The FDA is still studying this, so take it as you will. But read up from stories posted this week:

NY Times parenting blog about BPA and youth obesity.

NY Times Well blog also comments on BPA and obesity.

Even blogs such as Natural News picked up on the BPA-child obesity story, and The Daily Sheeple discusses how BPA disrupts metabolic rates.

Want the official word? This is what the FDA thinks about BPA for now.

Too Fat to Fight: Military generals speak out against junk food in schools

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Obesity in America, Obesity in the News

Wow. When the National Press Club hosts speakers, the word gets out.

It’s time to fight obesity, military leaders told them this week. You can read the reports in many publications. Here are some snippets:

St. Louis Post-Dispatch:

In the past 60 years, the pool of potential American soldiers has gone from too skinny to too fat.

Now the childhood obesity epidemic is a threat to national security, says a group of veterans.

Obesity is the most common medical reason that potential recruits are disqualified from service, according to the report “Still Too Fat to Fight” released Tuesday by Mission: Readiness, a Washington-based nonprofit representing more than 300 retired military leaders.

MedPage Today, by David Pittman, who was editor-in-chief of The Red & Black when I started working as a freshman!

Washington Post blog

USA Today

Mission: Readiness sent this press release, which has the interesting fun facts:

Schools are selling 400 billion calories of junk food every year—the equivalent of nearly two billion candy bars and more than the weight of the aircraft carrier Midway—according a new report from Mission: Readiness, a group of more than 300 retired generals and admirals.

The report, entitled Still Too Fat to Fight, calls for stronger standards for foods and beverages sold at school.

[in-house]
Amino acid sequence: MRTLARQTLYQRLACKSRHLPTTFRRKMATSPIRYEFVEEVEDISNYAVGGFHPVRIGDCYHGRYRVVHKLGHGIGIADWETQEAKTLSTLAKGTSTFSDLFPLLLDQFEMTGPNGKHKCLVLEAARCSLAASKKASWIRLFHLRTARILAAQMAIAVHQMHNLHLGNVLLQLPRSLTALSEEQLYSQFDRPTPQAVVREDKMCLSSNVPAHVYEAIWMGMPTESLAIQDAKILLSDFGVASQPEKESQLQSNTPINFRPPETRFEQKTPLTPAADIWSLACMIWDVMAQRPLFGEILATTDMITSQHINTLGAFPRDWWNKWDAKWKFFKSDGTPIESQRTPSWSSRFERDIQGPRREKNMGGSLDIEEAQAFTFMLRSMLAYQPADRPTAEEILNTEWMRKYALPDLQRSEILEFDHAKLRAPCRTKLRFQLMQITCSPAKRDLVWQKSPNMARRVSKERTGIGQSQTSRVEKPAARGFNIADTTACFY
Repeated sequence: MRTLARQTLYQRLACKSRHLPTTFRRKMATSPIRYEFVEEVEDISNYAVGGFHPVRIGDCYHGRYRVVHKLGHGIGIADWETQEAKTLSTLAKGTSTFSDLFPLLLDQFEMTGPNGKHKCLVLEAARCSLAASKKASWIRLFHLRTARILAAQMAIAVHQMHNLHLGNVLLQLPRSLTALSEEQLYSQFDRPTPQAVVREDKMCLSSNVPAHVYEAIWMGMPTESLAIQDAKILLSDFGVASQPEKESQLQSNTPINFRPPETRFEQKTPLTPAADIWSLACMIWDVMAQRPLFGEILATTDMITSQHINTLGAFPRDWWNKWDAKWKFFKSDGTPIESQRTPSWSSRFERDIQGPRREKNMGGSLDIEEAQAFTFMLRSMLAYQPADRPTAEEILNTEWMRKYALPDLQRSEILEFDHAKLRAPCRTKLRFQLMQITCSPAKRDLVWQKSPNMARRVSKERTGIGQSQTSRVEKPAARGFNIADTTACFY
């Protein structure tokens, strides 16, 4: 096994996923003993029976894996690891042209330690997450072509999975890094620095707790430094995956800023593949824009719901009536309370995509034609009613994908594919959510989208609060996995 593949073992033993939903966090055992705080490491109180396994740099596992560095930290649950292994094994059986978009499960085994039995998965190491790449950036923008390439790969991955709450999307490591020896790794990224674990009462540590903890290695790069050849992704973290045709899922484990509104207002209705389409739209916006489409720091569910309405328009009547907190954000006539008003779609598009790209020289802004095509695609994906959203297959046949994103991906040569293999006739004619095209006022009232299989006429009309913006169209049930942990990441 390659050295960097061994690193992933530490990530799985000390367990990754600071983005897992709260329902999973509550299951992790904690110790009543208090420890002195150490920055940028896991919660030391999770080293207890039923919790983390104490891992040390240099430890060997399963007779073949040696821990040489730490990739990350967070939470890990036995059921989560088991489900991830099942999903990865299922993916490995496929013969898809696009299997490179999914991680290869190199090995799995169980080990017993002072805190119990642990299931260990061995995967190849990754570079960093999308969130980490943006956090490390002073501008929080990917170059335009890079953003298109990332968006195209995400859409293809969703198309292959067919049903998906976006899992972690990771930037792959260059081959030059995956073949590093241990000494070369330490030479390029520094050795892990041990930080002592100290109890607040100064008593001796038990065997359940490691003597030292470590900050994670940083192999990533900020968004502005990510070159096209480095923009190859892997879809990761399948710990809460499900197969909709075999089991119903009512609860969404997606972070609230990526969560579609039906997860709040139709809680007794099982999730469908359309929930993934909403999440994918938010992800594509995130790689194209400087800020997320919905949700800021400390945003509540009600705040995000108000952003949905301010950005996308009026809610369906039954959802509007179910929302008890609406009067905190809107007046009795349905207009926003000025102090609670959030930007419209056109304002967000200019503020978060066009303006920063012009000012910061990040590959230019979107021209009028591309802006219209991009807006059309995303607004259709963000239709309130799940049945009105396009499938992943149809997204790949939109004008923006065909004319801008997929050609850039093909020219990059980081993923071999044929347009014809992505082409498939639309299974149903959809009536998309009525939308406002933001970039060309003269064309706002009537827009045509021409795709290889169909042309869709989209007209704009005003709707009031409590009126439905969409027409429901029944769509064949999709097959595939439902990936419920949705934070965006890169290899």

“Childhood obesity is more than just a health issue, it is also a national security issue,” said retired US Air Force Gen. Richard B. Myers, who served as Chairman of the Joint Chiefs of Staff from 2001 to 2005. “Seventy-five percent of all young Americans are unable to join the military and being overweight or obese is the number one medical reason why young adults cannot enlist.”

And then there’s the statement of Assistant Secretary of Defense for Health Affairs, which more fun numbers about the money and numbers behind it all:

Every year the military has to discharge about 1,200 first-term enlistees due to weightrelated issues at a cost upwards of $60 million, and the Department of Defense spends an additional $1.4 billion a year on obesity-related problems.

I am proud that the Department of Defense is doing its part by initiating a groundbreaking campaign to reshape military installations into a healthier environment for troops and their families. We’ve started by updating menu standards in our mess halls and crowding out junk food in vending machines and snack bars with better choices.

Military children are an important focus of our campaign, and we hope that they and their peers in schools off base are provided with healthier options so they have the opportunity to make better choices.

No one who wants to be a soldier, sailor, airman or Marine wakes up at age 17 and suddenly finds himself or herself overweight. Good eating habits are learned early in life and are shaped by parents and the environment where children spend the better part of their day.

Still want to read more? Here’s the link to Mission:Readiness — http://www.missionreadiness.org/2012/stilltoofattofight/

Kansas teens: New federal school lunch rules leave us hungry

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Obesity in America, Obesity in the News

Fox 4 News in Kansas City captured this interesting story about teens who say new federal school lunch guidelines are leaving them hungry. The new rules restrict intake at 850 calories for lunch.

The story:

Students at a Wallace County high school in the western Kansas town of Sharon Springs created a video spoof, mocking the new rules, inspired by First Lady Michelle Obama.

Some of the lyrics read, “Give me some second sides I need to get some food today.  My friends are at the corner store getting junk so they don’t waste away.”

The video has more than 108,000 views using the base song, “We are Young” by the band Fun.

“Tonight, we are hungry. Set the policy on fire.  It can burn brighter, than the sun,” the song reads.